JUNE 22, 2017 by admin
The cable news host discusses the love song on his new E.P., out Friday.
“I’m doing this because I have to do this,” Joe Scarborough, the host of MSNBC’s Morning Joe, rasped into the phone on Tuesday afternoon. It’s two days before he will perform a preview of his new five-song E.P., Mystified, out June 23, and he thinks he’s caught some sort of bug floating around the MSNBC office that’s causing him to stage- whisper as he talks about his music. As part of a deal with RED MUSIC, Scarborough and his band, who perform at a dim bar in his Upper West Side neighborhood 12 hours after he gets off the air on Thursday evenings once a month or so, will release 200 songs over the course of four years—about four songs each month. Mystified is the inauguration.
“I’ve been writing songs my entire life. I was in middle school and I wrote songs. I was in high school and I wrote songs. I was a football coach and I wrote songs. I was in law school and I wrote songs. I was in Congress and I wrote songs. I was a lawyer and I wrote songs. I was on TV and I wrote songs. I think at this phase in my life, it’s time for me to just focus on writing songs and taking it as far as I can take it. My hope is that it’s something that I’ll be doing long after I’m off TV.”
All of those years have amounted to a collection of 400 songs, and about a year ago, in the midst of a presidential election during which his show became a focal point because of his hot-and-cold relationship with Donald Trump, who vacillated between frequent friendly guest calling in to the show and jilted foe dissing Scarborough on Twitter. The five songs he chose for the first E.P. were the first five he recorded, he said, and they run from a song he wrote about the scene he witnessed on a trip to Montauk to the life of a young model that isn’t as glamorous as it appears from the outside. The title track is a bit darker—a tune about a guy being tortured by his inner-demons. “I wrote it at the low point of my life, after my divorce, which just completely blindsided me,” Scarborough told me. “I’ve always been an upbeat, optimistic, positive guy, but it just flattened me for a couple of years. I crawled into my studio and needed to put this to good use.”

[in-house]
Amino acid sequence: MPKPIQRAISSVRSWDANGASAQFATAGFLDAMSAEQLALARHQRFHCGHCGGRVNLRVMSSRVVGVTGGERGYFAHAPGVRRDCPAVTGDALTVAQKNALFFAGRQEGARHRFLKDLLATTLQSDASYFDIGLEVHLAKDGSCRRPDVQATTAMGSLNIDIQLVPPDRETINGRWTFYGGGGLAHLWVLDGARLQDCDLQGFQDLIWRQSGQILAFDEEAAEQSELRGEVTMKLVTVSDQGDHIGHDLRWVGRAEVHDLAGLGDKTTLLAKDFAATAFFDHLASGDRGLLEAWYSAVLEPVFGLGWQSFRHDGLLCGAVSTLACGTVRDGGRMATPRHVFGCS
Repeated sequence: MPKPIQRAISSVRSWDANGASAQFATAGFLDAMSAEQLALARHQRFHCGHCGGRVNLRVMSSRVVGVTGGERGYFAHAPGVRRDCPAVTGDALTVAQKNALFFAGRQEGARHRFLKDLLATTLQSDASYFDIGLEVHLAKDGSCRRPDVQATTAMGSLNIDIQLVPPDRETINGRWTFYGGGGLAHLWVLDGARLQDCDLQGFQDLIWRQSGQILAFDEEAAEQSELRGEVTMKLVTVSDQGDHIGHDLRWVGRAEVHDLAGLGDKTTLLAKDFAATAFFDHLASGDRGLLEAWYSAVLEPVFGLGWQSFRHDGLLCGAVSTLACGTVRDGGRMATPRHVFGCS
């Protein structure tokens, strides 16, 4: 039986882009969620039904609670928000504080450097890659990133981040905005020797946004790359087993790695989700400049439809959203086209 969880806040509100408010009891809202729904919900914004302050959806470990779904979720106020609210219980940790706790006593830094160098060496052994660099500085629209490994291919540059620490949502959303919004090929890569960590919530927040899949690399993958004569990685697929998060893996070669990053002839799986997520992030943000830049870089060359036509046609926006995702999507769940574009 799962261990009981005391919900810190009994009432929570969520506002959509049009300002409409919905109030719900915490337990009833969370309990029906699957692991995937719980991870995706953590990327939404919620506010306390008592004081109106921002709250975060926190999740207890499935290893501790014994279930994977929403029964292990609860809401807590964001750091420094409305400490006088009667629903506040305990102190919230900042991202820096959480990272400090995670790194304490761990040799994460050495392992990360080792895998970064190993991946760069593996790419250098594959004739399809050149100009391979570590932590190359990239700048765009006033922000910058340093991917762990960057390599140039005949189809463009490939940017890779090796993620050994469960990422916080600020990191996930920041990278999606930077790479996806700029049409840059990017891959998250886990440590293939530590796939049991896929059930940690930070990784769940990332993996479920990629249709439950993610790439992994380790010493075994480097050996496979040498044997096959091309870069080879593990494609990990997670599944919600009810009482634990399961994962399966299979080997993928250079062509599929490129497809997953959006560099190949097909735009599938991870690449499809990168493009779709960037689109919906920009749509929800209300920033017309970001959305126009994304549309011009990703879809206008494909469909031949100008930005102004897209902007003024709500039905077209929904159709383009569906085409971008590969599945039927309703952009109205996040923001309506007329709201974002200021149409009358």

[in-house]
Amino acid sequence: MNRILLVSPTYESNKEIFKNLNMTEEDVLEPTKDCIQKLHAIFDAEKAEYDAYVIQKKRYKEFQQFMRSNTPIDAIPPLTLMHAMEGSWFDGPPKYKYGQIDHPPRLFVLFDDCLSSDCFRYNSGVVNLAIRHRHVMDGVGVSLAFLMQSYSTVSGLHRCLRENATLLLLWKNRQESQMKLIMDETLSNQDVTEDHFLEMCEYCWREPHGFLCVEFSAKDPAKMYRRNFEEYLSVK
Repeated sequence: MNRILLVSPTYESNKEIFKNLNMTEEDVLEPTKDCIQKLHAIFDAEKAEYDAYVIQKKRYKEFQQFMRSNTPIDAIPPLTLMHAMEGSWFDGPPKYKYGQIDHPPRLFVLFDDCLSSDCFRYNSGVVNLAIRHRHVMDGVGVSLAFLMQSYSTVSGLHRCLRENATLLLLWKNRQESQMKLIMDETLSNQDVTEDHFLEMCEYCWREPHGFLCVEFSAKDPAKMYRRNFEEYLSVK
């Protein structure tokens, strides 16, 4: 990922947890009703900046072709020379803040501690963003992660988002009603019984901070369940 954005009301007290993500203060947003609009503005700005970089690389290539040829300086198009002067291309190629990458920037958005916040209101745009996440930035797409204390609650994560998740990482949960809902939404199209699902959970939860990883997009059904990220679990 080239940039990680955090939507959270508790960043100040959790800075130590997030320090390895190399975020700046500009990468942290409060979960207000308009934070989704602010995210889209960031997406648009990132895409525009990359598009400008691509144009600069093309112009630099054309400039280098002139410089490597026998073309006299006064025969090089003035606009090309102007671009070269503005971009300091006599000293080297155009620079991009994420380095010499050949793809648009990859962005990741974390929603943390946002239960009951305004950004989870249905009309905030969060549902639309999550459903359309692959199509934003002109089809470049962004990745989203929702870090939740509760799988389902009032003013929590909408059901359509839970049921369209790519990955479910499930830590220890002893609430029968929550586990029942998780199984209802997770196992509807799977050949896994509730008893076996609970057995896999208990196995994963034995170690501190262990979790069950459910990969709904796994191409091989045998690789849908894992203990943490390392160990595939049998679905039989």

The mood turns with “Let’s Fall in Love,” a ballad he played when I went to see his band play last summer. At the time, he told me it was the only love song he had ever written, but was cagey about the inspiration behind it. But a lot has changed for Scarborough in a year, namely, in April, he proposed to his co-host, Mika Brzezinski, at the Hotel du Cap in Antibes.
But Brzezinski had almost never heard the song, a waltz with a full choir belting out oohs and ahs behind a crooning Scarborough courting a woman who “breaks his heart with the wave of a hand” and dreaming of “a day this loneliness ends,” because they were in a fight the night he wanted to play it for her about a year ago, and she refused to go to his gig.
“She’s very intense, and she is her father’s daughter and does not back down,” he told me. “I’m a little more passive-aggressive at home, so I usually lay back a little bit. She kept saying ‘no, I’m not coming until you apologize.’ I had been pushed to the wall and said I’m not going to apologize for something that I didn’t do again.”
At that point, the song was still missing a bridge, and their impasse gave him an idea. He wrote in the lines “I’m not going to beg/I’m not going to beg/Oh, what the hell/Look at me beg/Baby please/Oh, baby please/Let’s fall in love.” He called Brzezinski, told her about the song, and begged her to come.
“She said, ‘O.K., I’ll come, but you still have to apologize first,’ ” he said. “She cut me no slack. I went ahead and apologized.”
EMILY JANE FOX Emily Jane Fox is a reporter for the Hive covering Wall Street, Silicon Valley, and the .001 percent everywhere.